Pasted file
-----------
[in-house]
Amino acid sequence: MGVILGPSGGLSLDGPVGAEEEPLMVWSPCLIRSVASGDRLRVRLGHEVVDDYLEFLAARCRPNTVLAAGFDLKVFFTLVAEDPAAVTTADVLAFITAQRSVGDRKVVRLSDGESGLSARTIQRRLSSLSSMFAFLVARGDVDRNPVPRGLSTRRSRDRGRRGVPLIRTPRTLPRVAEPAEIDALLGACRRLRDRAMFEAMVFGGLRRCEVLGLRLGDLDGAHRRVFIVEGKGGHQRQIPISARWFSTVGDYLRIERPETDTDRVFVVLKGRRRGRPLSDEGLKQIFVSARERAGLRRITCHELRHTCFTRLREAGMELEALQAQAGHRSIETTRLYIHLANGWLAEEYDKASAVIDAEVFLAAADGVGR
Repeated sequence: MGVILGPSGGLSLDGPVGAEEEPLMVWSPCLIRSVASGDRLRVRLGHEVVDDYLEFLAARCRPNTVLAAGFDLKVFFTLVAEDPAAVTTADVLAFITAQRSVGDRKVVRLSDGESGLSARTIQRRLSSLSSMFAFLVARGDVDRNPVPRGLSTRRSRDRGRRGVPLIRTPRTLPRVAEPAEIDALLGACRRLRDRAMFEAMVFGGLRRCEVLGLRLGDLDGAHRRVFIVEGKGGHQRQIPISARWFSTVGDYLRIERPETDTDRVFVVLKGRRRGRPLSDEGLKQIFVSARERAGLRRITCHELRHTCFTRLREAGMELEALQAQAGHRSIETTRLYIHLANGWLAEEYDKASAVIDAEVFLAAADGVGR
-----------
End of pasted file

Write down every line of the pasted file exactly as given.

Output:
[in-house]
Amino acid sequence: MGVILGPSGGLSLDGPVGAEEEPLMVWSPCLIRSVASGDRLRVRLGHEVVDDYLEFLAARCRPNTVLAAGFDLKVFFTLVAEDPAAVTTADVLAFITAQRSVGDRKVVRLSDGESGLSARTIQRRLSSLSSMFAFLVARGDVDRNPVPRGLSTRRSRDRGRRGVPLIRTPRTLPRVAEPAEIDALLGACRRLRDRAMFEAMVFGGLRRCEVLGLRLGDLDGAHRRVFIVEGKGGHQRQIPISARWFSTVGDYLRIERPETDTDRVFVVLKGRRRGRPLSDEGLKQIFVSARERAGLRRITCHELRHTCFTRLREAGMELEALQAQAGHRSIETTRLYIHLANGWLAEEYDKASAVIDAEVFLAAADGVGR
Repeated sequence: MGVILGPSGGLSLDGPVGAEEEPLMVWSPCLIRSVASGDRLRVRLGHEVVDDYLEFLAARCRPNTVLAAGFDLKVFFTLVAEDPAAVTTADVLAFITAQRSVGDRKVVRLSDGESGLSARTIQRRLSSLSSMFAFLVARGDVDRNPVPRGLSTRRSRDRGRRGVPLIRTPRTLPRVAEPAEIDALLGACRRLRDRAMFEAMVFGGLRRCEVLGLRLGDLDGAHRRVFIVEGKGGHQRQIPISARWFSTVGDYLRIERPETDTDRVFVVLKGRRRGRPLSDEGLKQIFVSARERAGLRRITCHELRHTCFTRLREAGMELEALQAQAGHRSIETTRLYIHLANGWLAEEYDKASAVIDAEVFLAAADGVGR